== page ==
Grads hope for pomp and … jobs

Name of Publication: 
The Atlanta Journal-Constitution
Excerpt of Article: 

Posted: 5:28 p.m. Thursday, May 9, 2013

 

+Grads hope for pomp and … jobs photo

 

By Michael Kanell- The Atlanta Journal-Constitution

As strains of “Pomp and Circumstance” drift from various local college campuses this month, odds are improving that new graduates’ next stop will not be their parents’ basements.

Hiring isn’t strong, but it sure looks better than it has since the economy tipped into recession a little more than five years ago.

“For sure, I thought I would graduate with a job – definitely,” said Morgan Woodbury, 22, a senior at Kennesaw State. “I think the job market is good right now.”

Her experience is evidence: Woodbury felt confident enough to turn down an initial offer from shipping service DHL. The company offered a different job with better pay and - with her graduation still a few days away - Woodbury is working in international sales in a territory arcing from Buckhead to Chattanooga.

“The pay starts with a pretty good base, plus an allowance, plus commission,” she said.

Last year, metro Atlanta schools churned out about 27,000 grads with bachelors’ degrees, 2,800 with associates’ degrees and 11,000 with masters, according to the National Center for Education Statistics.

Job growth isn’t absorbing them all, said Phil Gardner, director of the Collegiate Employment Research Institute at Michigan State University. “There has been steady improvement but it’s not enough to clear the new grad market. We need some double-digit (job) growth.”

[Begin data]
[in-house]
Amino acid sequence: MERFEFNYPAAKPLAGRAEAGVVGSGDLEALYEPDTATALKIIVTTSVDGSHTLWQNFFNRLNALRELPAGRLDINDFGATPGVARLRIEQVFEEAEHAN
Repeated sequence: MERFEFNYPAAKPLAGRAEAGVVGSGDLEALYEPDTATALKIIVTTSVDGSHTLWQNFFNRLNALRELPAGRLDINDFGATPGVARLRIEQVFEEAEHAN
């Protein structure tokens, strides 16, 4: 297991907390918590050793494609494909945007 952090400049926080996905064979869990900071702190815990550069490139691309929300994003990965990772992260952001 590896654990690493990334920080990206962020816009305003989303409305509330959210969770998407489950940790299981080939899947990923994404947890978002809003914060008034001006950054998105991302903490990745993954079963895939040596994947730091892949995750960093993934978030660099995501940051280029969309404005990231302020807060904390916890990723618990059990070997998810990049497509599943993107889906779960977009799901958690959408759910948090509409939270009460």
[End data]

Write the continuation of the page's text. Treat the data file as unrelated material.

Still, the hiring outlook is improved. In 2009, when most of this year’s grads started college, the unemployment rate was cresting at 10 percent nationally and 10.4 percent in Georgia. Since then, the national rate has ticked down to 7.5 percent in April. In Georgia, the most recent jobless rate – for March – was 8.4 percent.

And the job market is better on average for college grads.

Among people with at least a bachelor’s degree, the jobless rate is 3.6 percent, down from highs above 5 percent during the recession.

Another hopeful sign: starting salaries for grads nationally are up 5.3 percent this year, according to the National Association of Colleges and Employers. The biggest pay boost comes in the healthcare sector, while the highest starting salaries go to engineers, according to the NACE survey.

Business hires are averaging 7 percent more than a year ago.

Dennis Loubiere, 51, of Marietta, went back to school to finish his undergrad degree after being laid off by a mortgage company amid the housing bust. He graduated summa cum laude from Kennesaw State and stayed on to get a masters this year in business.

“There is definitely hiring going on,” he said. “For the first time in quite awhile, I actually feel confident that I can get a job.”

Technology and finance are the hottest sectors.